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Rand Paul Will Not Support Trump’s Border Emergency, Sets Up Likely Veto

Rand Paul Will Not Support Trump’s Border Emergency, Sets Up Likely Veto

The power of the purse belongs to Congress.

https://youtu.be/VWTaOrgcs24

Sen. Rand Paul (R-KY) became the fourth Republican senator to voice his support on a resolution to block President Donald Trump’s border wall emergency declaration. Paul wrote at FoxNews.com that he “cannot support the use of emergency powers to get more funding.”

At a GOP event, Paul told the audience that he cannot “vote to give the president the power to spend money that hasn’t been appropriated by Congress.”

Republican Sens. Susan Collins (ME), Lisa Murkowski (AK), and Thom Tillis (NC) have already said they will not support the emergency declaration.

With Paul, supporters of the resolution to block the border emergency declaration will have the majority to pass it. This will set up Trump’s first veto during his term.

Paul remembered how the Republicans “decried President Obama’s use of executive power to legislate.” He also said that in order to remain “an honest officeholder,” one must do that “no matter who is in power.”

The senator explains his thinking in his op-ed:

There are really two questions involved in the decision about emergency funding. First, does statutory law allow for the president’s emergency orders, and, second, does the Constitution permit these emergency orders? As far as the statute goes, the answer is maybe — although no president has previously used emergency powers to spend money denied by Congress, and it was clearly not intended to do that.

But there is a much larger question: the question of whether or not this power and therefore this action are constitutional. With regard to the Constitution, the Supreme Court made it very clear in Youngstown Steel in 1952, in a case that is being closely reexamined in the discussion of executive power. In Youngstown, the Court ruled that there are three kinds of executive order: orders that carry out an expressly voiced congressional position, orders where Congress’ will is unclear, and, finally, orders clearly opposed to the will of Congress.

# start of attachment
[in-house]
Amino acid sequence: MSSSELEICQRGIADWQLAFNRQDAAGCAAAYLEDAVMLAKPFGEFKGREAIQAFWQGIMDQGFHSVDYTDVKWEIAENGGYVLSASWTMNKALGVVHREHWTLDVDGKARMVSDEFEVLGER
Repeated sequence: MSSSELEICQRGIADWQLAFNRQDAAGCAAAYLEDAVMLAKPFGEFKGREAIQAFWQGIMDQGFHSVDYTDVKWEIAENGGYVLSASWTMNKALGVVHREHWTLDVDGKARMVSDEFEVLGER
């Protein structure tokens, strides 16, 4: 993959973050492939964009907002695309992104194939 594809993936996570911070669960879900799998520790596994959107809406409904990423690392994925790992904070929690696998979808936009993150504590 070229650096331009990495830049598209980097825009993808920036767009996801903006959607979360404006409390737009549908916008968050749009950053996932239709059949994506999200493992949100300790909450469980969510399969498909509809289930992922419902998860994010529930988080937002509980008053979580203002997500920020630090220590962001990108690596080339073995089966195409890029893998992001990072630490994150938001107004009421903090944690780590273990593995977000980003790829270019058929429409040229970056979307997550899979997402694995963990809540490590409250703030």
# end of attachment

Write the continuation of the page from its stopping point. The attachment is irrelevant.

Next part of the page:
To my mind, like it or not, we had this conversation. In fact, the government was shut down in a public battle over how much money would be spent on the wall and border security. It ended with a deal that Congress passed and the president signed into law, thus determining the amount.

Congress clearly expressed its will not to spend more than $1.3 billion and to restrict how much of that money could go to barriers. Therefore, President Trump’s emergency order is clearly in opposition to the will of Congress.

The Constitution places the responsibility of the purse on Congress, not the president.

He also believes that “the president’s order for more wall money contradicts the will of Congress and will, in all likelihood, be struck down by the Supreme Court.”

At Hot Air, Jazz Shaw explained that “the funding in question was already appropriated by Congress for the military.” He pointed out that “there are already at least two laws on the books (passed by Congress and never repealed) that allow for military funding to be moved around in this fashion.” More from Jazz:

Title 10, Section 2808 allows the POTUS to do this during a national emergency or state of war. (And if you can’t undo his emergency declaration, he’s staying within the boundaries of that law.) But even if you block the emergency declaration, there’s a very solid case to be made that Title 10, Section 284 allows the Justice Department and the Department of Defense to authorize the use of military funds for construction projects within 25 miles of the border in the interest of preventing drug trafficking and/or international crime.